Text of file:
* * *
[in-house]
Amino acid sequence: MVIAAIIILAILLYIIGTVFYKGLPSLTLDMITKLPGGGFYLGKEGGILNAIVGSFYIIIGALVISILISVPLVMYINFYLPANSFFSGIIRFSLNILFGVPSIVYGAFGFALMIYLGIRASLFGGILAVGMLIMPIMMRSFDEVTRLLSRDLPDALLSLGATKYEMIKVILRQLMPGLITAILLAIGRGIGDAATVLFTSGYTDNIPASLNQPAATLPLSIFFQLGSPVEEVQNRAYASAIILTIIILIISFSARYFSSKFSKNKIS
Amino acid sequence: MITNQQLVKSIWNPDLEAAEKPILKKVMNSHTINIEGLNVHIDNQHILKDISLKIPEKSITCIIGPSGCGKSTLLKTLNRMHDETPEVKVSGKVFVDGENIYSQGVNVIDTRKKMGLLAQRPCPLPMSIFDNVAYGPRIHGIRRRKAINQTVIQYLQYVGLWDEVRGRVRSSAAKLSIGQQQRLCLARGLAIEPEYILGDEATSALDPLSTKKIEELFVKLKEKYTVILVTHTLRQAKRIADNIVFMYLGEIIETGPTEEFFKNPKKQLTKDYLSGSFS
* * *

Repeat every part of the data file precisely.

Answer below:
[in-house]
Amino acid sequence: MVIAAIIILAILLYIIGTVFYKGLPSLTLDMITKLPGGGFYLGKEGGILNAIVGSFYIIIGALVISILISVPLVMYINFYLPANSFFSGIIRFSLNILFGVPSIVYGAFGFALMIYLGIRASLFGGILAVGMLIMPIMMRSFDEVTRLLSRDLPDALLSLGATKYEMIKVILRQLMPGLITAILLAIGRGIGDAATVLFTSGYTDNIPASLNQPAATLPLSIFFQLGSPVEEVQNRAYASAIILTIIILIISFSARYFSSKFSKNKIS
Amino acid sequence: MITNQQLVKSIWNPDLEAAEKPILKKVMNSHTINIEGLNVHIDNQHILKDISLKIPEKSITCIIGPSGCGKSTLLKTLNRMHDETPEVKVSGKVFVDGENIYSQGVNVIDTRKKMGLLAQRPCPLPMSIFDNVAYGPRIHGIRRRKAINQTVIQYLQYVGLWDEVRGRVRSSAAKLSIGQQQRLCLARGLAIEPEYILGDEATSALDPLSTKKIEELFVKLKEKYTVILVTHTLRQAKRIADNIVFMYLGEIIETGPTEEFFKNPKKQLTKDYLSGSFS